The Mentalist’s Handbook author Clint March’s GOBLINPROOFING ONE’S CHICKEN COOP and Other Practical Advice from Bakeley’s Guide to the Fairy Kingdom, a complete guide to doing battle with nymphs, trolls, goblins, fairies and other members of the fairy kingdom, for publication in the Fall 2012.

Soman Chainani’s middle grade THE SCHOOL FOR GOOD AND EVIL, in which ordinary boys and girls are trained to become extraordinary fairy tale heroes or villains, for publication in Spring 2013.

Michael Griffo’s young adult MOONGLOW, the first in a supernatural trilogy in which a 16-year-old becomes the victim of a vengeful curse and must come to terms not only with the creature she has become but also with her violent actions over which she has no control.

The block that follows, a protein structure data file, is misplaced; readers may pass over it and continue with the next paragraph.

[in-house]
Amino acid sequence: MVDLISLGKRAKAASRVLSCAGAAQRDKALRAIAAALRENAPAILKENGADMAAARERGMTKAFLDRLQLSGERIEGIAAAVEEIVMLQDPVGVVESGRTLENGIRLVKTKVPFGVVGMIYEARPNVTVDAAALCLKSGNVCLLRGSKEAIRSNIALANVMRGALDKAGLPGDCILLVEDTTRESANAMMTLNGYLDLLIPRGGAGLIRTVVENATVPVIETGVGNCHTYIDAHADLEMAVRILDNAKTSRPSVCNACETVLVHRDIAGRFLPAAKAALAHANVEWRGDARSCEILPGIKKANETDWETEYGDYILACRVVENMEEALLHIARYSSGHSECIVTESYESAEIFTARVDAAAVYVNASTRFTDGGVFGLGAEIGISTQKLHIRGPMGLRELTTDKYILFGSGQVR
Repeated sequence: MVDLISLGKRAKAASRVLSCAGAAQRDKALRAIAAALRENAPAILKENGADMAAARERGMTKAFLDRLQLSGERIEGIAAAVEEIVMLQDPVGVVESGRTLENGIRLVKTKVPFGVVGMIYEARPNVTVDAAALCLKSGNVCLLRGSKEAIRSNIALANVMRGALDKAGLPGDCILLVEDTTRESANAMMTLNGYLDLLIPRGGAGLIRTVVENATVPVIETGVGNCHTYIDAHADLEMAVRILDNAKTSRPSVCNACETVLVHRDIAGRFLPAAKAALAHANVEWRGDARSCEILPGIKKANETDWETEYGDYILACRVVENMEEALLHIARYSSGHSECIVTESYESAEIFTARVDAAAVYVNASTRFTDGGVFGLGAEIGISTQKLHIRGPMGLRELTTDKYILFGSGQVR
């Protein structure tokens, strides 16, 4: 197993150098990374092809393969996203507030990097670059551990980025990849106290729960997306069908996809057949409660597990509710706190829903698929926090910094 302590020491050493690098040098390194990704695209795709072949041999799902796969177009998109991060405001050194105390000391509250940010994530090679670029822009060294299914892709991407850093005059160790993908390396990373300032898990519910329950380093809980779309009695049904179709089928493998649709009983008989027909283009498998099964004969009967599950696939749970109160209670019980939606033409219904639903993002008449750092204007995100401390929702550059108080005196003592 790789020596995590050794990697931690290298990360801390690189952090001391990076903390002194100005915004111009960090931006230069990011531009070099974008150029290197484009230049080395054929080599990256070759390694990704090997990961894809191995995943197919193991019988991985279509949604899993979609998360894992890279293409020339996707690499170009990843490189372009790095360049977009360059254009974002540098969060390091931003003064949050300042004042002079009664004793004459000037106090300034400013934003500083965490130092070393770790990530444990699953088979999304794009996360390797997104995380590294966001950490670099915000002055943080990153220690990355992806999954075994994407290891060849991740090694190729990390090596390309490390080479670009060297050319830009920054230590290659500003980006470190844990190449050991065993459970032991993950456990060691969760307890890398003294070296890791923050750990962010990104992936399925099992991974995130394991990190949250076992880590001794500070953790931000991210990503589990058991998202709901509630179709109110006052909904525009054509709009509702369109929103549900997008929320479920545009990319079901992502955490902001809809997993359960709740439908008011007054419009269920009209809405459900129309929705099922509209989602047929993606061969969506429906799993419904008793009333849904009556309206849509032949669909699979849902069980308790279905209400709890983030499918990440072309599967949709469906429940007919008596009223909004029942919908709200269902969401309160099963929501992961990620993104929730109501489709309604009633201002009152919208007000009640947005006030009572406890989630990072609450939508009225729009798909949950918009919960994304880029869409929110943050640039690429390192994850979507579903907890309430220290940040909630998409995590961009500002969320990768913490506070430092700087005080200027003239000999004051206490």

HRH Princess Sophie Audouin-Mamikonian’s middle grade TARA DUNCAN AND THE SPELLWEAVERS, in which a twelve-year-old finds out she is a Spellweaver and must travel with her friends to OtherWorld to fight against Magister, the Master of the Bloodgraves, and TARA DUNCAN AND THE FORBIDDEN BOOK, for publication in May 2012.

Elisabeth Dahl’s middle grade GENIE WISHES, a poignant look at Fifth Grade through the Class Blogger’s eyes: boy-girl parties, bra-snapping, Junk Food Lunch, mermaid costumes, and not being quite ready to grow up, with line drawings, for publication in 2013.

Cheryl Linn Martin’s middle grade PINEAPPLES IN PERIL, MENEHUNES MISSING, and UKULELES UNDERCOVER, in the THE HAWAIIAN DETECTIVE CLUB series, about young people sleuthing their way through Hawaii solving crimes, to Kristi Huddle at Comfort Children’s, in a three-book deal, by Terry Burns at Hartline Literary Agency.